1.03.2019

What I Learnt in 2018. Getting Diagnosed with Multiple Sclerosis (MS).

Multiple Sclerosis

Hello hello! I hope you are having a cracking start to 2019 (how are we already on to the 3rd day of it?!) and feeling refreshed and set for the year ahead.

I'm planning to share a post in the next few days on my goals/resolutions for the next 12 months, but I thought it might be good to first share a wee post on one of the main things I learnt last year.

Without sounding too gloomy *soz*, 2018 was probably up there as my hardest year. It 100% had so many amazing, fun elements, from moving out with my boyfriend and venturing on cute getaways, to time with friends and getting a new car (whoop).

But to be completely honest, for the most part my mindset was in quite a strange place.

I'm always excited by the concept of a new year. A clean slate and the chance to almost start again to some extent. But this time round I felt the buzz more than ever before.

So, unsurprisingly, when the clock struck 12 and marked the start of the new year ahead, I genuinely felt such a sense of relief.  Fast forward a few days and that feeling is still here now. Cringe alert, but I'm so ready to own 2019 and make it my year.

With that said, let's chat about the number one thing that I learnt in 2018...

I am a lot stronger than I thought

So I'm currently bricking it whilst typing this, but the start of last year was quite tough. After issues with vision in one of my eyes and an appointment at my doctors, I was instructed to head to the eye casualty department at the hospital the next morning. Though my doctor had mentioned his concern over what the eye-related issue could be down to, I headed to the hospital as instructed (in slight denial) hoping for the best.

Due to multiple visits with various tests taking place, the following few months proved to be quite a blur. As much as I tried to distract myself, when you're signed off work for just short of a month, it's quite hard to not let your mind run free with what could be going on.

Come the end of March I was told it was what they had initially thought; that I have Relapsing Remitting Multiple Sclerosis (MS).

So yes, that's the score! It wasn't the best start to 2018, admittedly, but I'm so grateful that I found out when I did as I now have an awareness of it and the opportunity to look after myself so I can be as healthy as can be. The support I've had has been incredible - the NHS are absolutely amazing and I feel seriously lucky that I have access to the service!

Despite the somewhat crappy news, my eye healed and I can very, very happily say that, despite a few blips, I'm now absolutely fine. As a result, I'm a lot more considerate of my health (though thought to what I was eating over Christmas was pretty much non-existent...). If anything, it's been a massive wakeup call.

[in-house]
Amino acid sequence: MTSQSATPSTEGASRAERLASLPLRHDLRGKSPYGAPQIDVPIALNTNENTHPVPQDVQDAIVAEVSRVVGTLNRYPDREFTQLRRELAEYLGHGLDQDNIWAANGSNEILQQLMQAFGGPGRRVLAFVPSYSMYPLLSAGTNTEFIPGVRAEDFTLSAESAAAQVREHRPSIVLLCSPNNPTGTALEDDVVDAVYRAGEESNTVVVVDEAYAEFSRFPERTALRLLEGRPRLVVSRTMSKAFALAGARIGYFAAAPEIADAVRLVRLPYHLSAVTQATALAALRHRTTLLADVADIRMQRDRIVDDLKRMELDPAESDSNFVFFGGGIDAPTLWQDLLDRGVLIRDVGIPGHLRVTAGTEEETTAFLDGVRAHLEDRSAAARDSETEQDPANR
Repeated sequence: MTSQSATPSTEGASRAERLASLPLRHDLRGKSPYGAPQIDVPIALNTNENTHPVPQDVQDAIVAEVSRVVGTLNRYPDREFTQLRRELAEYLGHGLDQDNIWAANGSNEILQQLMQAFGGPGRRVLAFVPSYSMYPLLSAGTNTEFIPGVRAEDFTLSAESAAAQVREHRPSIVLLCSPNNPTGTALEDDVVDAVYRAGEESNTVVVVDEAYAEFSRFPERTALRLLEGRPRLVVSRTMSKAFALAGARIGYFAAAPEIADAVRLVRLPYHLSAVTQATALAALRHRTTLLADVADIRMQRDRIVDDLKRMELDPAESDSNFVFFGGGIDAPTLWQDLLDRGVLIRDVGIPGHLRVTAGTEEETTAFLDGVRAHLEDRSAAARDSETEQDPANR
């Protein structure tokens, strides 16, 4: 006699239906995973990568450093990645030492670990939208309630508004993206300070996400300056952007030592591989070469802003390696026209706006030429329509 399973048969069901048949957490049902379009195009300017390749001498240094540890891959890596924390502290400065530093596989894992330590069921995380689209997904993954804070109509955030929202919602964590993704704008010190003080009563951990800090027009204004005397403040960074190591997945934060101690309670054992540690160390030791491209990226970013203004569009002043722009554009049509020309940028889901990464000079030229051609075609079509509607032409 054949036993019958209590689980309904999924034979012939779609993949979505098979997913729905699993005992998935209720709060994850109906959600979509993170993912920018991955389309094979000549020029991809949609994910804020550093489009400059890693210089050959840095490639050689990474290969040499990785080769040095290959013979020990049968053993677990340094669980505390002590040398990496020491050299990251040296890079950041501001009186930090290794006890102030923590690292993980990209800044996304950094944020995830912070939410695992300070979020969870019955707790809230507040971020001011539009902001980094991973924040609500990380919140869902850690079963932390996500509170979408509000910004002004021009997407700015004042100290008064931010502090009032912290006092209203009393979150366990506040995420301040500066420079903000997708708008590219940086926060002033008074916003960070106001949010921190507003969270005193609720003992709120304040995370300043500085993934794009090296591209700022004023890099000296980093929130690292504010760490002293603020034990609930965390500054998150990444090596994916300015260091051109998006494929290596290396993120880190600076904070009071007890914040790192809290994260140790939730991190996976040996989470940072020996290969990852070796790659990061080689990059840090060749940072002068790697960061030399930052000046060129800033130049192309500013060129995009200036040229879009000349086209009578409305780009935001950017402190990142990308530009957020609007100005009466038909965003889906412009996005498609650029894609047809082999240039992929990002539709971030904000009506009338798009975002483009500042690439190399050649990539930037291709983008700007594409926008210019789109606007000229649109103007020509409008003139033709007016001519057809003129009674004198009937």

My body, happiness and health are so bloody important. From here on out I'm going to keep up the yoga, eat well and keep any silly worries at bay *to name just a few positive steps*. Oh, and as unnecessary stress is a massive no-no, not take any bullsh*t, either.

99% of the time, I'm great. Minus the nurse appointments and taking treatment, life is pretty much the same as it was prior to January last year.

Though I say this, it has taken me a good stretch of time to feel this way. Being told was quite a shocker, and when I was, I felt almost every emotion for a while after. I thought I should probably mention this as from reading into it, and speaking to other people, it isn't out of the ordinary. It's hardly like one would be skipping through the fields after finding out, but, it's so important to try and stay as positive as possible. I had quite a stretch of struggling with this, and feeling/being my usual happy self, but since doing so, and successfully getting out of it, it's made the biggest difference to my wellbeing.

Looking at me, you wouldn't even know (which I admit, I love). Since being diagnosed I've kept it on the down-low for the most part, with me telling just a small handful of people. Part of me likes keeping this part of my life to myself, but reading other people's words and experiences has been so helpful, so if me sharing this can benefit even one person then it's 100% worth it. It could be so much worse, and that's something I try and keep at the forefront of my mind.

MS doesn't define me, and it's never something that's going to.

So it may sound a little silly, but from all of this I really have come to realise how strong I am. The past twelve months I feel like I've become a lot more self-aware and particularly the past two months, more driven to keeping myself as happy and healthy as possible.

Here's to 2019 - I've got a good feeling about it.

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2 comments

  1. I'm sorry to hear about your diagnosis, but its also a positive that you found out about it when you did and now are feeling much better. You're so strong and not letting it define you is the best thing you can do for sure. Here's to 2019 being a super positive and happy one!

    Lucy | Forever September

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    1. Hi Lucy, thank you so much for your lovely comment, I really appreciate it! Here's to an amazing 2019! :) xx

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